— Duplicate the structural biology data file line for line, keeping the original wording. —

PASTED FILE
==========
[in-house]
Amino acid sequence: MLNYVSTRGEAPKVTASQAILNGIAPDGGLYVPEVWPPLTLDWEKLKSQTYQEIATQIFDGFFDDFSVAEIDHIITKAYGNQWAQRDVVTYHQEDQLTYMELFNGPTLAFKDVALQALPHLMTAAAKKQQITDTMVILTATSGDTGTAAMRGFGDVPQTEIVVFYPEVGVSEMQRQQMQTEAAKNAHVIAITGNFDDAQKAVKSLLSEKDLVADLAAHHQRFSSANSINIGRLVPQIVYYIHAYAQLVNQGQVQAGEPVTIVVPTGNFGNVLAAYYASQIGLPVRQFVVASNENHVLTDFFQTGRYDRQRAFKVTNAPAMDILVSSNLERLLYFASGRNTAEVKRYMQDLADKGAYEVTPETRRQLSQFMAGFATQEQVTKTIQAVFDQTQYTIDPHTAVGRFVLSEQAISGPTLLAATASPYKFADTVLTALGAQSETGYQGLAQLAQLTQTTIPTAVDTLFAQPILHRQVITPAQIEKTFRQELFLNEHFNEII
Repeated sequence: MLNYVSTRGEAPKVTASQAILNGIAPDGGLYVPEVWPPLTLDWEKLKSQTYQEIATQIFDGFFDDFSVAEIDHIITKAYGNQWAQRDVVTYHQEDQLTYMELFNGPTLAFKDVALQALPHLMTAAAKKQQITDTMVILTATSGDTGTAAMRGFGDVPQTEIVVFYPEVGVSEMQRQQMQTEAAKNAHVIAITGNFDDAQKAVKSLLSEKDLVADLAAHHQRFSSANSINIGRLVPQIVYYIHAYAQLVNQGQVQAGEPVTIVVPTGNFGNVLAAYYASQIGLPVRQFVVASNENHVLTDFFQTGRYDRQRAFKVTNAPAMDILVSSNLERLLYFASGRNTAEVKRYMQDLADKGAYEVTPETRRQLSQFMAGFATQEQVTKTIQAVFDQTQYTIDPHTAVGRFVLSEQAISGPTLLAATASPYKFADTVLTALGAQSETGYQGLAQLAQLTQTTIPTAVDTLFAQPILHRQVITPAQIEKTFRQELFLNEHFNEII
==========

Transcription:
[in-house]
Amino acid sequence: MLNYVSTRGEAPKVTASQAILNGIAPDGGLYVPEVWPPLTLDWEKLKSQTYQEIATQIFDGFFDDFSVAEIDHIITKAYGNQWAQRDVVTYHQEDQLTYMELFNGPTLAFKDVALQALPHLMTAAAKKQQITDTMVILTATSGDTGTAAMRGFGDVPQTEIVVFYPEVGVSEMQRQQMQTEAAKNAHVIAITGNFDDAQKAVKSLLSEKDLVADLAAHHQRFSSANSINIGRLVPQIVYYIHAYAQLVNQGQVQAGEPVTIVVPTGNFGNVLAAYYASQIGLPVRQFVVASNENHVLTDFFQTGRYDRQRAFKVTNAPAMDILVSSNLERLLYFASGRNTAEVKRYMQDLADKGAYEVTPETRRQLSQFMAGFATQEQVTKTIQAVFDQTQYTIDPHTAVGRFVLSEQAISGPTLLAATASPYKFADTVLTALGAQSETGYQGLAQLAQLTQTTIPTAVDTLFAQPILHRQVITPAQIEKTFRQELFLNEHFNEII
Repeated sequence: MLNYVSTRGEAPKVTASQAILNGIAPDGGLYVPEVWPPLTLDWEKLKSQTYQEIATQIFDGFFDDFSVAEIDHIITKAYGNQWAQRDVVTYHQEDQLTYMELFNGPTLAFKDVALQALPHLMTAAAKKQQITDTMVILTATSGDTGTAAMRGFGDVPQTEIVVFYPEVGVSEMQRQQMQTEAAKNAHVIAITGNFDDAQKAVKSLLSEKDLVADLAAHHQRFSSANSINIGRLVPQIVYYIHAYAQLVNQGQVQAGEPVTIVVPTGNFGNVLAAYYASQIGLPVRQFVVASNENHVLTDFFQTGRYDRQRAFKVTNAPAMDILVSSNLERLLYFASGRNTAEVKRYMQDLADKGAYEVTPETRRQLSQFMAGFATQEQVTKTIQAVFDQTQYTIDPHTAVGRFVLSEQAISGPTLLAATASPYKFADTVLTALGAQSETGYQGLAQLAQLTQTTIPTAVDTLFAQPILHRQVITPAQIEKTFRQELFLNEHFNEII